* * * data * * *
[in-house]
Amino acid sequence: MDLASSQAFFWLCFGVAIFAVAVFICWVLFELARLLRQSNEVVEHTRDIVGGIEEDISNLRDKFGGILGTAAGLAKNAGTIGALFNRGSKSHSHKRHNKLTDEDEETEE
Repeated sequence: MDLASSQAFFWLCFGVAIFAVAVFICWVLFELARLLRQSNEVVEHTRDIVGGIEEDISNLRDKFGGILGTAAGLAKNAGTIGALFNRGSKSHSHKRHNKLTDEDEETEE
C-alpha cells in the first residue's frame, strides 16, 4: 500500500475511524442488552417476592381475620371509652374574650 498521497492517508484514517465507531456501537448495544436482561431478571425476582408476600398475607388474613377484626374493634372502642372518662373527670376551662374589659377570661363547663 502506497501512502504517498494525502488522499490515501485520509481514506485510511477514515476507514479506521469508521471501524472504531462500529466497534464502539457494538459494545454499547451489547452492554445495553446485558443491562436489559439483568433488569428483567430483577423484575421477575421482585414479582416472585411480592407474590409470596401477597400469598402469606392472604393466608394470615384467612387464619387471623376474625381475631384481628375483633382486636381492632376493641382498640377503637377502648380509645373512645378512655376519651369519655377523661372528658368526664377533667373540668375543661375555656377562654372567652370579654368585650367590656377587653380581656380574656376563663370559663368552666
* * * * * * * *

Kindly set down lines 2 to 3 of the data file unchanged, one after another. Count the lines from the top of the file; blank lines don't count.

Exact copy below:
Amino acid sequence: MDLASSQAFFWLCFGVAIFAVAVFICWVLFELARLLRQSNEVVEHTRDIVGGIEEDISNLRDKFGGILGTAAGLAKNAGTIGALFNRGSKSHSHKRHNKLTDEDEETEE
Repeated sequence: MDLASSQAFFWLCFGVAIFAVAVFICWVLFELARLLRQSNEVVEHTRDIVGGIEEDISNLRDKFGGILGTAAGLAKNAGTIGALFNRGSKSHSHKRHNKLTDEDEETEE